The voluntary nature of mediation benefits the parties in several ways, first and foremost it means that a party to the dispute can freely exit the mediation process at any stage if they feel it just isn't working for them. It means that each party agree to willingly participate in this flexible process and to do their very best to reach an amicable settlement agreement.

It also means that, on balance, parties that come to mediation voluntarily are more likely to be open to exploring a negotiated settlement to their dispute through dialogue and collaboration. This also signals to the other side that they are at least willing to come to the table to negotiate, which is a difficult step to take particularly if there's been hostility or the relationship has broken down. I say on balance, because this isn't always the case but from experience and the research suggests that when a party to a dispute is empowered to decide for themselves (as opposed to coerced or forced into a process such as court proceedings) they are more internally committed to seeking a resolution.

A flexible approach to resolving disputes

Mediators guide parties through this flexible approach which allows for creative solutions that may not be available in traditional dispute resolution methods. It also means that parties can go backwards and forward in the process, meaning if they get stuck on a particular issue they can, with the assistance of the mediator, take a few steps back or move onto a different aspect and revisit that issue later on in the mediation.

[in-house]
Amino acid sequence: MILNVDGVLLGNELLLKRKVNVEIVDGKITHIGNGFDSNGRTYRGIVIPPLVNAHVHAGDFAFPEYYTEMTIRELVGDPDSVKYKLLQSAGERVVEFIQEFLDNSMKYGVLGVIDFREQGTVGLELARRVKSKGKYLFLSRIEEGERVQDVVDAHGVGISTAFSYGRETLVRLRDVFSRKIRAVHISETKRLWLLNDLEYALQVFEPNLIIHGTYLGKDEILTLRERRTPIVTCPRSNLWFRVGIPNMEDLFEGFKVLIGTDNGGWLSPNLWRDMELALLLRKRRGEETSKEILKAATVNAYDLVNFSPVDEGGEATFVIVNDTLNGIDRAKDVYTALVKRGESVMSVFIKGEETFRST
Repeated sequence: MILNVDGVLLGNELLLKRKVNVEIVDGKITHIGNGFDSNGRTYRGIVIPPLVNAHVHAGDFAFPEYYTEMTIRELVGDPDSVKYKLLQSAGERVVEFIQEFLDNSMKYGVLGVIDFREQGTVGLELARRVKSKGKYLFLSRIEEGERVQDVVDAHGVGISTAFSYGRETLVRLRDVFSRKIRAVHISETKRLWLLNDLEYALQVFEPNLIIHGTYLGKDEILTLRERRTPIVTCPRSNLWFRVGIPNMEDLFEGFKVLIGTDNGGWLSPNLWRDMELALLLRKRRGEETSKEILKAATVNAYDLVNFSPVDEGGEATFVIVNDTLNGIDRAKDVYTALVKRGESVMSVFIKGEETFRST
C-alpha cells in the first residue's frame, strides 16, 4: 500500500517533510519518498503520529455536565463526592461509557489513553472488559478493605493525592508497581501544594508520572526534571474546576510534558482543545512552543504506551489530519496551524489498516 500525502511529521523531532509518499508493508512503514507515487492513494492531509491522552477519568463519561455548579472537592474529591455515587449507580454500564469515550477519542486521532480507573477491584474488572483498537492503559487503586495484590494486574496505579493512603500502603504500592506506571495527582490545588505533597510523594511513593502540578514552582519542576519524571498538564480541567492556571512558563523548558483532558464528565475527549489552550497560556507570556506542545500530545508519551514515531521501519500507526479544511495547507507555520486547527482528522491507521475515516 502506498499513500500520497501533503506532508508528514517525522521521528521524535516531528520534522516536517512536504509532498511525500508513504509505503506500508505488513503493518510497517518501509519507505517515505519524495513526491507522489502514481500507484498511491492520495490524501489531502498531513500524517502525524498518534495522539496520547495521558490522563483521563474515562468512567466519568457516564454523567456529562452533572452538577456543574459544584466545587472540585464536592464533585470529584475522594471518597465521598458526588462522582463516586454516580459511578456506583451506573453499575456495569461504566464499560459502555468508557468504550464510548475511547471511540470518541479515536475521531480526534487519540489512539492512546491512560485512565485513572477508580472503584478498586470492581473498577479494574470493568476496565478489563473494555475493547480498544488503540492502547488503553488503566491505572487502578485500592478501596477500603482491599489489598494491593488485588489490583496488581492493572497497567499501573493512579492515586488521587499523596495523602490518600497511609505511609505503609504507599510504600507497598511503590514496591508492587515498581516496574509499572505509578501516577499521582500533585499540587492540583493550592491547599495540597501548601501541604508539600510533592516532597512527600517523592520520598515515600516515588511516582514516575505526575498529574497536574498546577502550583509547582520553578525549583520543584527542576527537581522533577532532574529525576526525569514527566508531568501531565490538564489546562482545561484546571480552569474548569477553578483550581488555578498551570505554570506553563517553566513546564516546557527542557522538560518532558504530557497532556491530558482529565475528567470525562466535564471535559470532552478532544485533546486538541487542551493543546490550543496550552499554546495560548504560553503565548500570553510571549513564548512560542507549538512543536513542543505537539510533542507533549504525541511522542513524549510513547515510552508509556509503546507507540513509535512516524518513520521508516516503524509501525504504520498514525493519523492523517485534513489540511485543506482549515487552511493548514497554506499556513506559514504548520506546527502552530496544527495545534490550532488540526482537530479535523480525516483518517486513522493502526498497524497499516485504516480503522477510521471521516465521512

Compared to the rigid and intimidating formalities of an adversarial process like arbitration or court proceedings, mediation is often experienced as a breath of fresh air by litigants.

The other advantage that comes with the flexibility of mediation is that parties can still attempt to reach an agreement through other means if mediation doesn't work.

Confidential dispute resolution

The mediation process is confidential. This encourages open communication between one party and the other party as they can freely discuss their concerns, interests, and potential solution without fear of public exposure. This key benefit can be particularly valuable in sensitive workplace disputes or disputes involving personal or business matters.

Another benefit of confidentiality is that the terms of any agreement reached can be kept strictly under wraps and is particularly useful in protecting sensitive commercial matters and keeping reputations intact. 

What are the Pros and Cons of Mediation?

Mediation focuses on finding mutually agreeable solutions rather than determining winners and losers.  It emphasises cooperation and understanding between the parties, aiming to preserve or restore relationships rather than exacerbate conflicts. This aspect is particularly important in disputes involving ongoing relationships, such as family matters, workplace disputes, or business partnerships.